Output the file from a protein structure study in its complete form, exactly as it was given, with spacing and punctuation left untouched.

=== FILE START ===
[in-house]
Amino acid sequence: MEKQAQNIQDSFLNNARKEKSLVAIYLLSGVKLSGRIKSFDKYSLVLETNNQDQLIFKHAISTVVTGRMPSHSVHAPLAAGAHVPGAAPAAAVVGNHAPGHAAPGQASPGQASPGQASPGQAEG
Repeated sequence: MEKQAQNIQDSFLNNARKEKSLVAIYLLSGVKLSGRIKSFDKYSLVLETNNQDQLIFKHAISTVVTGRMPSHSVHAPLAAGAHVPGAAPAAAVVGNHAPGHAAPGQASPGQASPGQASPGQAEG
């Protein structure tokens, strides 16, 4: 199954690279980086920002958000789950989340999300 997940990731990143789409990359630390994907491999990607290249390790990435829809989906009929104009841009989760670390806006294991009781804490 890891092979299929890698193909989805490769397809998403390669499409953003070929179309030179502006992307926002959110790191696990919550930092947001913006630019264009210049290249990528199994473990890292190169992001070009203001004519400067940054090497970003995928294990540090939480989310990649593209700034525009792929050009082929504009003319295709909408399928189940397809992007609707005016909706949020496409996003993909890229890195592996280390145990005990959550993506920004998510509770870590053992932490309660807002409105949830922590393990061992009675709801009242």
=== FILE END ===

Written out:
[in-house]
Amino acid sequence: MEKQAQNIQDSFLNNARKEKSLVAIYLLSGVKLSGRIKSFDKYSLVLETNNQDQLIFKHAISTVVTGRMPSHSVHAPLAAGAHVPGAAPAAAVVGNHAPGHAAPGQASPGQASPGQASPGQAEG
Repeated sequence: MEKQAQNIQDSFLNNARKEKSLVAIYLLSGVKLSGRIKSFDKYSLVLETNNQDQLIFKHAISTVVTGRMPSHSVHAPLAAGAHVPGAAPAAAVVGNHAPGHAAPGQASPGQASPGQASPGQAEG
């Protein structure tokens, strides 16, 4: 199954690279980086920002958000789950989340999300 997940990731990143789409990359630390994907491999990607290249390790990435829809989906009929104009841009989760670390806006294991009781804490 890891092979299929890698193909989805490769397809998403390669499409953003070929179309030179502006992307926002959110790191696990919550930092947001913006630019264009210049290249990528199994473990890292190169992001070009203001004519400067940054090497970003995928294990540090939480989310990649593209700034525009792929050009082929504009003319295709909408399928189940397809992007609707005016909706949020496409996003993909890229890195592996280390145990005990959550993506920004998510509770870590053992932490309660807002409105949830922590393990061992009675709801009242």